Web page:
It’s been a rough few years for the collector car hobby, as the economic downturn has impacted sales at the major auction houses. This year, hobbyists held their collective breath to see if protracted recession would still make a dent in sales in Monterey. You could almost hear the sigh of relief by August 15; the market showed an impressive rebound with $172 million in sales for the week.
“There were a lot of old collectors who realized that this was their last chance to buy cars they’d always wanted,” one longtime observer said. “They’re in their 70s and 80s, and it won’t come around again.”
They stepped up. In all, bidders came from more than 30 countries to what is recognized as the premier sales venue on the globe.
The slump was initially broken in startling fashion by RM auctions in Monaco in June with a $44 million total, but many analysts were chalking that up to the collapse of the Euro and a desire by collectors to keep their money safe beyond regional economic fluctuations. But the Monterey figures were solid across the board and indicated that money is once again flooding toward America, instead of away from it.
RM brought in $67 million – up $32 million from 2009 – with a 95 percent sell-through rate. 16 cars sold for more than $1 million, led by a 1938 Talbot-Lago T-150 teardrop that brought in $4.62 million. Other big sellers included a 1954 Ferrari 375MM Berlinetta for $4.62 million, an outrageous turquoise Delahaye Type 175 S Roadster by Saoutchik for $3.3 million, and a 1948 Tucker sedan that sold for $1,127,500. The potential top seller of the weekend, however, a 1957 Ferrari Testa Rossa, fumbled to a stop at $10.7 million due to a misunderstanding of whether it had sold.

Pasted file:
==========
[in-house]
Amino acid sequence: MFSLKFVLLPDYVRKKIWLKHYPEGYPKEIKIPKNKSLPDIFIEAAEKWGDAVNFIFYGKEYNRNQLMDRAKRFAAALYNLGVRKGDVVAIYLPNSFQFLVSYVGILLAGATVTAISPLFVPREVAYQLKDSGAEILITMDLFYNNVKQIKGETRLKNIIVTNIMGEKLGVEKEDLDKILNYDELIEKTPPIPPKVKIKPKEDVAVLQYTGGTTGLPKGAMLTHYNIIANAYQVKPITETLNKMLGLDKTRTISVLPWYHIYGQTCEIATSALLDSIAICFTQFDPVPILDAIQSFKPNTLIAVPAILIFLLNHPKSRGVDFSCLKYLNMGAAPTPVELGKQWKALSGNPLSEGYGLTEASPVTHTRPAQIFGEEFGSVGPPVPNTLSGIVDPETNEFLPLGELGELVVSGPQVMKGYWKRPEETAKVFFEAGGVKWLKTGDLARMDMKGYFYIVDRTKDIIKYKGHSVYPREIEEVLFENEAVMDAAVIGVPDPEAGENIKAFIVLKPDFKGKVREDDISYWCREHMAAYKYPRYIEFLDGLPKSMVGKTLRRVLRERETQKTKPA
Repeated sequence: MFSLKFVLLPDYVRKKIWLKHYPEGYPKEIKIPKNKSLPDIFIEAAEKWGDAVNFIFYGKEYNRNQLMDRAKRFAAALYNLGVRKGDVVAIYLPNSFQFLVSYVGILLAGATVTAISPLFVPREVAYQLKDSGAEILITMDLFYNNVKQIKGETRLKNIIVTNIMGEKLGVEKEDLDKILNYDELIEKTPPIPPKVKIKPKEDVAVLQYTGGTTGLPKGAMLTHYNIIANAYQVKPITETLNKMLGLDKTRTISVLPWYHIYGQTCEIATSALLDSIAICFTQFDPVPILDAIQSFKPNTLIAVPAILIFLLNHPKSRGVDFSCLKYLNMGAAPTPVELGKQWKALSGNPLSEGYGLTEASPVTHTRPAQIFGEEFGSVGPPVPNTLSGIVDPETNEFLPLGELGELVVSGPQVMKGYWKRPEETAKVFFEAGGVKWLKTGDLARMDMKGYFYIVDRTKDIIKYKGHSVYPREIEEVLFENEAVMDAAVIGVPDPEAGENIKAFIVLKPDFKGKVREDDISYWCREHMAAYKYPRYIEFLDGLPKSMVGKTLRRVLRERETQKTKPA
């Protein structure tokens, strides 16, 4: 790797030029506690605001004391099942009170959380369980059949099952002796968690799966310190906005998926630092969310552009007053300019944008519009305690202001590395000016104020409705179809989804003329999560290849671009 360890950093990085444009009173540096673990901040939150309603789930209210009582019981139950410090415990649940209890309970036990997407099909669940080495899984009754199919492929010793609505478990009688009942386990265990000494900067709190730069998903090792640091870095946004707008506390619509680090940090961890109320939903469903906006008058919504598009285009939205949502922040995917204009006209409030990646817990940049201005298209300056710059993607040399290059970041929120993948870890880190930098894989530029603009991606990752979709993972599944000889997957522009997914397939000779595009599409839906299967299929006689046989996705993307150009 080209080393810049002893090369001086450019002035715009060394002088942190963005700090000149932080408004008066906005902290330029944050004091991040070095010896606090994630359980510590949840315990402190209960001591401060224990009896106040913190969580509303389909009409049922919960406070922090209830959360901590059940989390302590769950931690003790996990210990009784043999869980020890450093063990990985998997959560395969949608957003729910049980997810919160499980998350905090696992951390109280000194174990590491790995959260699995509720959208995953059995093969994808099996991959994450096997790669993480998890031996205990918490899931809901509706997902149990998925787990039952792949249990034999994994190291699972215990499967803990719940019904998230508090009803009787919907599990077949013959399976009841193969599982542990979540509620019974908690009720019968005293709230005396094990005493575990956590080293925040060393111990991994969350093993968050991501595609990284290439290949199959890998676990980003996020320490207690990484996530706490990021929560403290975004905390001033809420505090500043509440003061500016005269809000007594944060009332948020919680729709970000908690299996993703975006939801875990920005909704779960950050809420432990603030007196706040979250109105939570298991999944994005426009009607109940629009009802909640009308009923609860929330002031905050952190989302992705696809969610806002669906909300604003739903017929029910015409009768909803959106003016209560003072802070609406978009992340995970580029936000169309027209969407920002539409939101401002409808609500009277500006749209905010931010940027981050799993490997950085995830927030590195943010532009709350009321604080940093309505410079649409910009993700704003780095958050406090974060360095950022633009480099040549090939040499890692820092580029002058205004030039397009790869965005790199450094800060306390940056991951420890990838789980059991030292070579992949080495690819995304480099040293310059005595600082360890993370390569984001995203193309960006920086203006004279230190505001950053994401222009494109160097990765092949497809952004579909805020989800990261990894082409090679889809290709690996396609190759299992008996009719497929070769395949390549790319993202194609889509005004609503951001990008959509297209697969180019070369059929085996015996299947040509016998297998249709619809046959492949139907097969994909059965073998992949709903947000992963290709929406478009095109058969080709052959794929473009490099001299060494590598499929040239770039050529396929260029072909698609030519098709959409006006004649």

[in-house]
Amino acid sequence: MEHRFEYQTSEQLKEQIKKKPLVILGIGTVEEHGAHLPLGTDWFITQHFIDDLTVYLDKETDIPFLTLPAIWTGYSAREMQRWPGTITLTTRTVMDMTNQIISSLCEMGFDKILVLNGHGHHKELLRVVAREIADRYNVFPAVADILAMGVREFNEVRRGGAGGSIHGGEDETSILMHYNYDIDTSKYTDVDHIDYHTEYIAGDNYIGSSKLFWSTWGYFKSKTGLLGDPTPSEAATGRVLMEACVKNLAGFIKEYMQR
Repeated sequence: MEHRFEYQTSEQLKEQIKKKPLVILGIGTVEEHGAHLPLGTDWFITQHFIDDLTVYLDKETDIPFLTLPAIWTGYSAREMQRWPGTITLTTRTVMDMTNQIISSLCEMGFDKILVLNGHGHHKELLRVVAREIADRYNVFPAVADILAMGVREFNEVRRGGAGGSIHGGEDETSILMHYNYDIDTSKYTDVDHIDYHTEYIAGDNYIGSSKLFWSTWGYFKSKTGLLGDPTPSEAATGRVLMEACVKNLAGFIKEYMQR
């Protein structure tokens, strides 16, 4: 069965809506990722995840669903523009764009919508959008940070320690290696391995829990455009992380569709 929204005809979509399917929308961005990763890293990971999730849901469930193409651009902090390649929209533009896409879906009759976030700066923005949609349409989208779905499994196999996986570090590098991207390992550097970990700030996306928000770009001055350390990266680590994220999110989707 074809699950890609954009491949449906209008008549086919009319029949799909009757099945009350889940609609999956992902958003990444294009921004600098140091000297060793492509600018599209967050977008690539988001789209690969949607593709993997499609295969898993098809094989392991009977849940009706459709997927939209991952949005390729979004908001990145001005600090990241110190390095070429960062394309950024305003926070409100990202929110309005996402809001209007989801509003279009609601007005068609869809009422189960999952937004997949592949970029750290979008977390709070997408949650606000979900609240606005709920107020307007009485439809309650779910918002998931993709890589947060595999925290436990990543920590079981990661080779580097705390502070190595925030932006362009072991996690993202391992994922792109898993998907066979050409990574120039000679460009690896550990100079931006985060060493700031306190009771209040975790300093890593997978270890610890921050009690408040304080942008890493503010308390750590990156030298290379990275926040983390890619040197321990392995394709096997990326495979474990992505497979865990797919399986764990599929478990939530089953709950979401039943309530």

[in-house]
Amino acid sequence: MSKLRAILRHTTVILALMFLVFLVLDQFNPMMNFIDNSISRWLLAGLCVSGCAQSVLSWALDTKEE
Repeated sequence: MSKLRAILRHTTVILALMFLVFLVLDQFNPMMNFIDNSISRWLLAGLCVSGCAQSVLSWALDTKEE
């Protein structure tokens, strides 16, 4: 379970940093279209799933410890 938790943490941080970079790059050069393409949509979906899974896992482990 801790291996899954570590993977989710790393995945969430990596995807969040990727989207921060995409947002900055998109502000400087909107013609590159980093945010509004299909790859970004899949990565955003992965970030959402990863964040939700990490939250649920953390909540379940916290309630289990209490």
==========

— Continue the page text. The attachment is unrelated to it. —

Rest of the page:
Gooding raked in nearly $65 million, with by far the highest average sale price per car: 106 lots went home with new owners for an average $609,000 per car. Gooding’s sales total was up $15 million from last year, with an 80 percent sales rate. The top sale was a world record for a Ferrari LWB California Spider Competizione at $7.26 million. Gooding set another record for an Alfa Romeo; a 1933 8C Monza sold for $6.71 million. In all there were 13 cars that sold for over $1 million.
Bonhams’ total was more than $19 million, led by a surprising $3.6 million for a 1972 Porsche 917, a gigantic 1930 Mercedes-Benz 38/250 at $2.3 million and a 1967 Porsche 910 at $720,000.
Mecum Auctions, in only its second year, bumped its total to $15 million, led by a very tidy 1967 Ferrari 275 GTB/4 at $1.25 million, a superb 1967 Corvette L88 (the first one sold and with a solid competition history) for $1.25 million and a nice 1972 Ferrari GTS/4 for just over $1 million. Other notable sales included a one-owner 1966 Cobra 427 for $650,000 and a very clean 1972 Chevrolet Corvette ZR2 for $440,000.
The company also sold five major wooden speedboat boats from Lake Tahoe for over $1.2M, showing that the wooden boat market has real collector potential, especially for the “Duesenberg class” boats from the ’20s, ’30s and ’40s.
Russo and Steele rebounded from stormy days in Scottsdale with $6.1 million, led by a 1971 Mark Donohue Trans Am Javelin at $847K, a 1965 Shelby Cobra CSX2461 at $649K and a 1966 Lamborghini 350GT at $440K.
Meanwhile on the show circuit, a surprisingly conservative white 1933 Delage roadster by de Villars won best of show at the Pebble Beach Concours, while 12 of the original 16 Jaguar SS roadsters dazzled audiences, along with a stunning 100 years of Alfa Romeos on display.
And at Mazda Laguna Seca Raceway, veteran hot-shoes Sir Stirling Moss and John Morton both survived scary crashes, as the newly reorganized reunion races attracted a record number of 627 entrants for two weekends of fiercely competitive racing.
It was a whirlwind week in Monterey, but now that the dust has settled, it’s clear that the collector car market for high-end vehicles has weathered the economic storm of recent years.